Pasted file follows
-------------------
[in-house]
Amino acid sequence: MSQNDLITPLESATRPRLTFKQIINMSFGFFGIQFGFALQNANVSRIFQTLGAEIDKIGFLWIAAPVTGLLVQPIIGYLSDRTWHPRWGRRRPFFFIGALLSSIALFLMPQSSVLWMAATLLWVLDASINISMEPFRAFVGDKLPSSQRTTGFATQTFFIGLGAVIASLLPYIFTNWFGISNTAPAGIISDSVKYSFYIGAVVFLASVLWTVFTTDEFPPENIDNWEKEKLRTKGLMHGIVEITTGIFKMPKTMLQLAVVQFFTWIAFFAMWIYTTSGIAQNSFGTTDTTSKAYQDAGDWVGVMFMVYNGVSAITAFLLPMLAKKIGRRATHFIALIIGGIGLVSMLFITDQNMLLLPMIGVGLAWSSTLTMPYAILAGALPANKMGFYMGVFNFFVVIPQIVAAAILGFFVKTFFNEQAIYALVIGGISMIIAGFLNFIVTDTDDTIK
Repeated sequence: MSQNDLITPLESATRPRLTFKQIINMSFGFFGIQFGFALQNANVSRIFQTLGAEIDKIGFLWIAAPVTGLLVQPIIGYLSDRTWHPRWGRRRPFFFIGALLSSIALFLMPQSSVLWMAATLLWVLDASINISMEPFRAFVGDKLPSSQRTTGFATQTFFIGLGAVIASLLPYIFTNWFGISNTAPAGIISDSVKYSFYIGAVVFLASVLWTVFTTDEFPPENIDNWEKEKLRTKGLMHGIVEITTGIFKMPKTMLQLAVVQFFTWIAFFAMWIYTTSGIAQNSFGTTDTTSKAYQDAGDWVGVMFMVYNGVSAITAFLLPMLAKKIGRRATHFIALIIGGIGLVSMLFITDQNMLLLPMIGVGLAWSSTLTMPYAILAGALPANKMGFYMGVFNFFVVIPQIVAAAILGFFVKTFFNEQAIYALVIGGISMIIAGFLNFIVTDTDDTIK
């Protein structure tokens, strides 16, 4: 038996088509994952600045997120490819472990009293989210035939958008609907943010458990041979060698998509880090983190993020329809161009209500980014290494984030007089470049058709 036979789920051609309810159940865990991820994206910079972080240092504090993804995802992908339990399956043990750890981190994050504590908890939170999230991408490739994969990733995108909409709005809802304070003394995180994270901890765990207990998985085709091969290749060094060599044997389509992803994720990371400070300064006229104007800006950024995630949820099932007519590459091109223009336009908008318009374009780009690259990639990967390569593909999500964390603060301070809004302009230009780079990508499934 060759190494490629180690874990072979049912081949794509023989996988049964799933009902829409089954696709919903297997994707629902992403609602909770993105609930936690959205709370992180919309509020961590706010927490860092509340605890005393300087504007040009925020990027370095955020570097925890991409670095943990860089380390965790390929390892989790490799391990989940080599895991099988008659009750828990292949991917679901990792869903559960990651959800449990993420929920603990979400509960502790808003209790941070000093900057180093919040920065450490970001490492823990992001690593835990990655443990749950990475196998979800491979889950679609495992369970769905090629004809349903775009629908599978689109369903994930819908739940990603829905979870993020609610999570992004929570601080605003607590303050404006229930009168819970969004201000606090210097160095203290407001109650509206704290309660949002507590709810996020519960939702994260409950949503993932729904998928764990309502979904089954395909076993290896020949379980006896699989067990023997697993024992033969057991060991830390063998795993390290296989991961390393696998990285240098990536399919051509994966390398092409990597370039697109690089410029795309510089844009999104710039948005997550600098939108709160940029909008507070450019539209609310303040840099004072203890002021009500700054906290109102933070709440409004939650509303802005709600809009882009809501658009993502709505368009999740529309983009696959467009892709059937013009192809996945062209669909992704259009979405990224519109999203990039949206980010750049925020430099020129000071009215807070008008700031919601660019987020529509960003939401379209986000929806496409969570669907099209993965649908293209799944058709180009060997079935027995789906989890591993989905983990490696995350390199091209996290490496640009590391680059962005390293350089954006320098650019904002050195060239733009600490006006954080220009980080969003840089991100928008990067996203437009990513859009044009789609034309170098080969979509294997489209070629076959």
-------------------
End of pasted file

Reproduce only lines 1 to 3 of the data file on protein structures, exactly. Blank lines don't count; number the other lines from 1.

[in-house]
Amino acid sequence: MSQNDLITPLESATRPRLTFKQIINMSFGFFGIQFGFALQNANVSRIFQTLGAEIDKIGFLWIAAPVTGLLVQPIIGYLSDRTWHPRWGRRRPFFFIGALLSSIALFLMPQSSVLWMAATLLWVLDASINISMEPFRAFVGDKLPSSQRTTGFATQTFFIGLGAVIASLLPYIFTNWFGISNTAPAGIISDSVKYSFYIGAVVFLASVLWTVFTTDEFPPENIDNWEKEKLRTKGLMHGIVEITTGIFKMPKTMLQLAVVQFFTWIAFFAMWIYTTSGIAQNSFGTTDTTSKAYQDAGDWVGVMFMVYNGVSAITAFLLPMLAKKIGRRATHFIALIIGGIGLVSMLFITDQNMLLLPMIGVGLAWSSTLTMPYAILAGALPANKMGFYMGVFNFFVVIPQIVAAAILGFFVKTFFNEQAIYALVIGGISMIIAGFLNFIVTDTDDTIK
Repeated sequence: MSQNDLITPLESATRPRLTFKQIINMSFGFFGIQFGFALQNANVSRIFQTLGAEIDKIGFLWIAAPVTGLLVQPIIGYLSDRTWHPRWGRRRPFFFIGALLSSIALFLMPQSSVLWMAATLLWVLDASINISMEPFRAFVGDKLPSSQRTTGFATQTFFIGLGAVIASLLPYIFTNWFGISNTAPAGIISDSVKYSFYIGAVVFLASVLWTVFTTDEFPPENIDNWEKEKLRTKGLMHGIVEITTGIFKMPKTMLQLAVVQFFTWIAFFAMWIYTTSGIAQNSFGTTDTTSKAYQDAGDWVGVMFMVYNGVSAITAFLLPMLAKKIGRRATHFIALIIGGIGLVSMLFITDQNMLLLPMIGVGLAWSSTLTMPYAILAGALPANKMGFYMGVFNFFVVIPQIVAAAILGFFVKTFFNEQAIYALVIGGISMIIAGFLNFIVTDTDDTIK